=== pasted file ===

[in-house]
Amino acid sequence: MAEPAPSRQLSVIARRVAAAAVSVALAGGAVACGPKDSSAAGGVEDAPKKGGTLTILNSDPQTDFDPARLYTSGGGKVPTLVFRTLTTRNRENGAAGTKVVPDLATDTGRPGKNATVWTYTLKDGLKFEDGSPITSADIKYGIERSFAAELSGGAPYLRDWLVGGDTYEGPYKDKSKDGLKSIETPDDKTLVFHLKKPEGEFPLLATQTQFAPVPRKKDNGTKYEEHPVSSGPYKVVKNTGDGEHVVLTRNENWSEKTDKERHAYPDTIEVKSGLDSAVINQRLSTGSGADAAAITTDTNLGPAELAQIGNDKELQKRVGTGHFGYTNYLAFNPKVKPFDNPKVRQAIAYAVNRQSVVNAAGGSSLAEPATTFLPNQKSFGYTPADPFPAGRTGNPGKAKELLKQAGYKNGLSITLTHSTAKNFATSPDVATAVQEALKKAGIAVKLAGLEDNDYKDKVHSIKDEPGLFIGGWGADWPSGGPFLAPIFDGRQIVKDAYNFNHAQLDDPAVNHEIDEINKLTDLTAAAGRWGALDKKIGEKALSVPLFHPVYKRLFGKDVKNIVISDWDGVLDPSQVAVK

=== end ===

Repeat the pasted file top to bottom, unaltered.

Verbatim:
[in-house]
Amino acid sequence: MAEPAPSRQLSVIARRVAAAAVSVALAGGAVACGPKDSSAAGGVEDAPKKGGTLTILNSDPQTDFDPARLYTSGGGKVPTLVFRTLTTRNRENGAAGTKVVPDLATDTGRPGKNATVWTYTLKDGLKFEDGSPITSADIKYGIERSFAAELSGGAPYLRDWLVGGDTYEGPYKDKSKDGLKSIETPDDKTLVFHLKKPEGEFPLLATQTQFAPVPRKKDNGTKYEEHPVSSGPYKVVKNTGDGEHVVLTRNENWSEKTDKERHAYPDTIEVKSGLDSAVINQRLSTGSGADAAAITTDTNLGPAELAQIGNDKELQKRVGTGHFGYTNYLAFNPKVKPFDNPKVRQAIAYAVNRQSVVNAAGGSSLAEPATTFLPNQKSFGYTPADPFPAGRTGNPGKAKELLKQAGYKNGLSITLTHSTAKNFATSPDVATAVQEALKKAGIAVKLAGLEDNDYKDKVHSIKDEPGLFIGGWGADWPSGGPFLAPIFDGRQIVKDAYNFNHAQLDDPAVNHEIDEINKLTDLTAAAGRWGALDKKIGEKALSVPLFHPVYKRLFGKDVKNIVISDWDGVLDPSQVAVK